Bocelli (known as Bo) is the second of our newly adopted podencos. Unusually for a white podenco, he is blind rather than deaf as some white dogs are. My OH was actually looking to adopt another galgo but he spotted Bo on the Ibizan Hound Rescue website and was immediately drawn to him. Bo was also on the website of Blind Dog Rescue UK and so I completed the pre-adoption form with them and kept my fingers crossed!
Bo had been in a wonderful foster home in the UK after apparently spending most of his 8 years on the end of a chain in a 'horrible place' in Lorca, Murcia. His fosterer believes he can see shadows/shapes and he adapted well to living in a home environment with other dogs.
Adopting a blind dog is a first for us so it's a completely new learning curve. His bed is by our back door - which is a patio door which has a vertical blind for dark nights. You will see from the photo below that I've 'parcelled' it up in a pillowcase and take so that Bo does not risk getting his face caught in it. Outside is a ramp which leads into a small enclosed garden. The ramp is ideal - the previous owner of the bungalow was in a wheelchair - insofar as Bo does not have to negotiate any steps. After a month with us, he now knows his way on his own out of the back door down the ramp and onto the back lawn to the toilet. His housemate Rosie wears a bell so he always knows where she is but so far she hasn't taken him under her wing, apart from wanting to share his bed or sometimes leaving one of her soft toys on it!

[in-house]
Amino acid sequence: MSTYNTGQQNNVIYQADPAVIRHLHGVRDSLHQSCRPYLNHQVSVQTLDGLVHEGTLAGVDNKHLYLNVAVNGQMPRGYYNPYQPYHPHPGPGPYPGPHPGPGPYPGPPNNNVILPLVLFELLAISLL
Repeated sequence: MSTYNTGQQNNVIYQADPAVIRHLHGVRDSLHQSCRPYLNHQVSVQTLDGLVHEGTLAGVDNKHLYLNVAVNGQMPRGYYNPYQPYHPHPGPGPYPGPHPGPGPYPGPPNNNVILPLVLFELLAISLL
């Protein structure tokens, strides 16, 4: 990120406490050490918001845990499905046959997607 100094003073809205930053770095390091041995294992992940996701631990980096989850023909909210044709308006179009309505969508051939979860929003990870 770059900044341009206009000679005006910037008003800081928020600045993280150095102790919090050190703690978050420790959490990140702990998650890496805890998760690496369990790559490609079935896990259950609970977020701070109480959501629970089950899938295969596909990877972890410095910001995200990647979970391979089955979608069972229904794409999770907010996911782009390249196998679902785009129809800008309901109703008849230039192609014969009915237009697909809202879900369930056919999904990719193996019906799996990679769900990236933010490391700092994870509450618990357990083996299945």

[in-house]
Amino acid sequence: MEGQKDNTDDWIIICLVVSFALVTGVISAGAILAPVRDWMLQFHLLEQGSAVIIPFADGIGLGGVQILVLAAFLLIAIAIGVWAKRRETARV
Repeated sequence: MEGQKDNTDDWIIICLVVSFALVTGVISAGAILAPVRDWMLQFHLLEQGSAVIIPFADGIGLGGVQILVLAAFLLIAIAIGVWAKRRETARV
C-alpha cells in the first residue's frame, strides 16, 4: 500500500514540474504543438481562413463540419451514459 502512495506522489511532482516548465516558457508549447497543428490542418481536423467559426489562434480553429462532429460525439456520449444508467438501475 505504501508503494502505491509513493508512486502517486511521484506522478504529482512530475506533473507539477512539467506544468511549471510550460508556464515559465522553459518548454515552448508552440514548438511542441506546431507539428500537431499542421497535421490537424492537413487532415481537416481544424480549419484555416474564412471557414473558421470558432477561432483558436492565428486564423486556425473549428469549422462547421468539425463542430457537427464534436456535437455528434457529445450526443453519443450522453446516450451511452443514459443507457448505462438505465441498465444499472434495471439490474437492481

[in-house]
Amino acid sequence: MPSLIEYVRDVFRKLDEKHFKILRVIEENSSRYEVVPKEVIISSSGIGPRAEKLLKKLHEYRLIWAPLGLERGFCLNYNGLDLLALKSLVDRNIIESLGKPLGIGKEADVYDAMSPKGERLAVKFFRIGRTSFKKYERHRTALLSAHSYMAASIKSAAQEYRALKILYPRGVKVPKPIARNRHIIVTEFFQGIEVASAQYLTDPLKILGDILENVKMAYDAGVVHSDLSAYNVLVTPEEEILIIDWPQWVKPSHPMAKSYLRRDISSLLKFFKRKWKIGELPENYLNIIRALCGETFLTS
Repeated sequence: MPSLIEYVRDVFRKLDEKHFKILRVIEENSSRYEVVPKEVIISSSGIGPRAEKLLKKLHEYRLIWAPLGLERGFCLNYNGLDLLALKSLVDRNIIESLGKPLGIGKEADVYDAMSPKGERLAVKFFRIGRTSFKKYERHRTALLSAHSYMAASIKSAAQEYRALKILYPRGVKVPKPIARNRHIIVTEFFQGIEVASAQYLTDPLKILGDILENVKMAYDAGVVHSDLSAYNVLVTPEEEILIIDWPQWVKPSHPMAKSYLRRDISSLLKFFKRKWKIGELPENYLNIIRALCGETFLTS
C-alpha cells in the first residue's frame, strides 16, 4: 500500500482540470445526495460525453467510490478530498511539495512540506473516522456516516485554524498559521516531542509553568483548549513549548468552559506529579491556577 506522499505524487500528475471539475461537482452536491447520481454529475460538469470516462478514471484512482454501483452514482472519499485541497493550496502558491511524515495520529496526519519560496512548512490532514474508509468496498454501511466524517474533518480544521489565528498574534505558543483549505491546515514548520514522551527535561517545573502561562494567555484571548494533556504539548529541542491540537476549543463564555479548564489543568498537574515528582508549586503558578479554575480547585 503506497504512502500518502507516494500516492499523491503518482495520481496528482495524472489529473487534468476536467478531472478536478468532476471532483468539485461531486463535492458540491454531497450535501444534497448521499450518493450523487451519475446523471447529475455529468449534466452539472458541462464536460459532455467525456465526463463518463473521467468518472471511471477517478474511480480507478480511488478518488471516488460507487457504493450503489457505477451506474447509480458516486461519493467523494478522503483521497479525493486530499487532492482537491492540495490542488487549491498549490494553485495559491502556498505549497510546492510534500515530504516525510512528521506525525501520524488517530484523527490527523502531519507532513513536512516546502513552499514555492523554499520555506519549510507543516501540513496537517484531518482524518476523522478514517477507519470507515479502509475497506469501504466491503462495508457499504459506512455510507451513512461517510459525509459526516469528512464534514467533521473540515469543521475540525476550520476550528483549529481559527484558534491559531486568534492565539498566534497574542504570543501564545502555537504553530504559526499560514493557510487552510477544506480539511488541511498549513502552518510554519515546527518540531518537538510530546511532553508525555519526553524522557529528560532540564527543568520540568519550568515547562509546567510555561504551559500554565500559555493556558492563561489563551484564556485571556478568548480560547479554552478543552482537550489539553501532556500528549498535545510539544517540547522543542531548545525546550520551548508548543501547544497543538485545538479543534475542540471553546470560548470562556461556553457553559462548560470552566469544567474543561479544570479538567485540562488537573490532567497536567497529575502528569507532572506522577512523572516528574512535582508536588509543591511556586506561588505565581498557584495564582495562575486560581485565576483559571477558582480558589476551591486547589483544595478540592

Poor boy, his face shows the scars of bumping into things, he has 2 completely bare patches on his bottom and his tail is not its full length. He makes a 'humming' noise when he wants to go out to the toilet during the night, generally when my OH gets up to do the same - Bo seems to sense when he is there! He also usually follows Rosie when she goes out. He has his meal on a stand rather than the floor - better for digestion for a big dog - and knows from hearing where his meals are prepared.
My OH tried leading him out of the kitchen into the living area of the bungalow a couple of weeks ago, which didn't work as Bo was reluctant to go out of the kitchen door into the hall. But progress has been made this week now he is feeling much more settled and confident and will be led into the lounge and study which will be his spaces too. Hopefully by the end of next week he will follow my husband's voice into the study where there is a dog bed used by Rosie when I'm on the computer in there rather than at the dining table on my laptop.
Walking on his harness and lead outside is a work in progress, Bo is still very nervous. Rosie and I have tried walking in front so he can follow our scent; it's just a small close of bungalows, no danger from traffic so Bo is being encouraged by our voices too. Scent and hearing are highly developed in blind dogs so Bo naturally walks with his head to the ground.
He is a lovely dog and, despite his handicap, we hope will have a long and happy life such as he would never have known had he not been rescued.
Sight loss in a dog is not an insurmountable handicap, there is a lot of good advice and information on the Internet. If you are concerned at any time about your dog's eyes, please consult a vet. I recently learned of a case where a dog was misdiagnosed and treated by a vet for conjunctivitis when in fact it was glaucoma, too late to save the dog's sight.